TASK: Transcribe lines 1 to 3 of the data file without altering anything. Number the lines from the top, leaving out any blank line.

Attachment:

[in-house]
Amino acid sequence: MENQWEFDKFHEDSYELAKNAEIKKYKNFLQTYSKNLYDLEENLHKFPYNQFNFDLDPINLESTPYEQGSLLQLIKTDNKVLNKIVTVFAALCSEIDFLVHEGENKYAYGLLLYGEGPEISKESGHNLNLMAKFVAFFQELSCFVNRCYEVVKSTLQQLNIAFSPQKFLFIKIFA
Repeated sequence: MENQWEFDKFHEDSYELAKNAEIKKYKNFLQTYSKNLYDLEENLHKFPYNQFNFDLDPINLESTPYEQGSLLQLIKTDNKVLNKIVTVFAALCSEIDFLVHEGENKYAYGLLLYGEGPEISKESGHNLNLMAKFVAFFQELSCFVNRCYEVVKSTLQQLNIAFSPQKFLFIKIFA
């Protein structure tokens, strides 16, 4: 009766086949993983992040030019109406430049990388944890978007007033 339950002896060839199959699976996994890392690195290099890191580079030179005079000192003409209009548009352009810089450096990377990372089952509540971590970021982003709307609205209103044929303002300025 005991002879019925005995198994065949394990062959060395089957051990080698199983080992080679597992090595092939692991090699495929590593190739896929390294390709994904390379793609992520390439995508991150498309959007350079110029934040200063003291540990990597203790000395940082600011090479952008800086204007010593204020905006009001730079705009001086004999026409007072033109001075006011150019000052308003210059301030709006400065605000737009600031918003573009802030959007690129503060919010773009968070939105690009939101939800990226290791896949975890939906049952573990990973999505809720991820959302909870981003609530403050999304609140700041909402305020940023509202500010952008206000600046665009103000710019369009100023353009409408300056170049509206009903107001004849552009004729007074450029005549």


[in-house]
Amino acid sequence: MENQWEFDKFHEDSYELAKNAEIKKYKNFLQTYSKNLYDLEENLHKFPYNQFNFDLDPINLESTPYEQGSLLQLIKTDNKVLNKIVTVFAALCSEIDFLVHEGENKYAYGLLLYGEGPEISKESGHNLNLMAKFVAFFQELSCFVNRCYEVVKSTLQQLNIAFSPQKFLFIKIFA
Repeated sequence: MENQWEFDKFHEDSYELAKNAEIKKYKNFLQTYSKNLYDLEENLHKFPYNQFNFDLDPINLESTPYEQGSLLQLIKTDNKVLNKIVTVFAALCSEIDFLVHEGENKYAYGLLLYGEGPEISKESGHNLNLMAKFVAFFQELSCFVNRCYEVVKSTLQQLNIAFSPQKFLFIKIFA